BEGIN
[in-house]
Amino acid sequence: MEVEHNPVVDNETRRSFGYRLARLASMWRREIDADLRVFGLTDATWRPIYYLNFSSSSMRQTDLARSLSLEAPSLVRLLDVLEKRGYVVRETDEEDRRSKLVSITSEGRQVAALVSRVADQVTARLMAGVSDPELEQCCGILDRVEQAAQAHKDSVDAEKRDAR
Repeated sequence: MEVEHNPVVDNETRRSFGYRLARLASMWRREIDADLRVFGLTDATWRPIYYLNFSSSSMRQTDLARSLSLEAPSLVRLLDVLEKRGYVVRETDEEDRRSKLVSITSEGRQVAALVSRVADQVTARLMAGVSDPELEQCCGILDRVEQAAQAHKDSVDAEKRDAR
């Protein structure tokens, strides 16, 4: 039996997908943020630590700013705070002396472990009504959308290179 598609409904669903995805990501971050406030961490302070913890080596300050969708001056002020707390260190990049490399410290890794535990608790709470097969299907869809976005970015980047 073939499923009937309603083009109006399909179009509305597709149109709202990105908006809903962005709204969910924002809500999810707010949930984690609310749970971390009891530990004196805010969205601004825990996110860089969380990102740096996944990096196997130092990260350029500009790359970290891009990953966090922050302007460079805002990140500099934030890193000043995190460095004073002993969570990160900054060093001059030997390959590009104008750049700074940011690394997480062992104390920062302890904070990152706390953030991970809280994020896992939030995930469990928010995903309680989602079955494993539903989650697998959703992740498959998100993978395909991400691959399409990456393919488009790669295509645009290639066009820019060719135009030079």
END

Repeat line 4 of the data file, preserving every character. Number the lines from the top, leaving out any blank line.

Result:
């Protein structure tokens, strides 16, 4: 039996997908943020630590700013705070002396472990009504959308290179 598609409904669903995805990501971050406030961490302070913890080596300050969708001056002020707390260190990049490399410290890794535990608790709470097969299907869809976005970015980047 073939499923009937309603083009109006399909179009509305597709149109709202990105908006809903962005709204969910924002809500999810707010949930984690609310749970971390009891530990004196805010969205601004825990996110860089969380990102740096996944990096196997130092990260350029500009790359970290891009990953966090922050302007460079805002990140500099934030890193000043995190460095004073002993969570990160900054060093001059030997390959590009104008750049700074940011690394997480062992104390920062302890904070990152706390953030991970809280994020896992939030995930469990928010995903309680989602079955494993539903989650697998959703992740498959998100993978395909991400691959399409990456393919488009790669295509645009290639066009820019060719135009030079």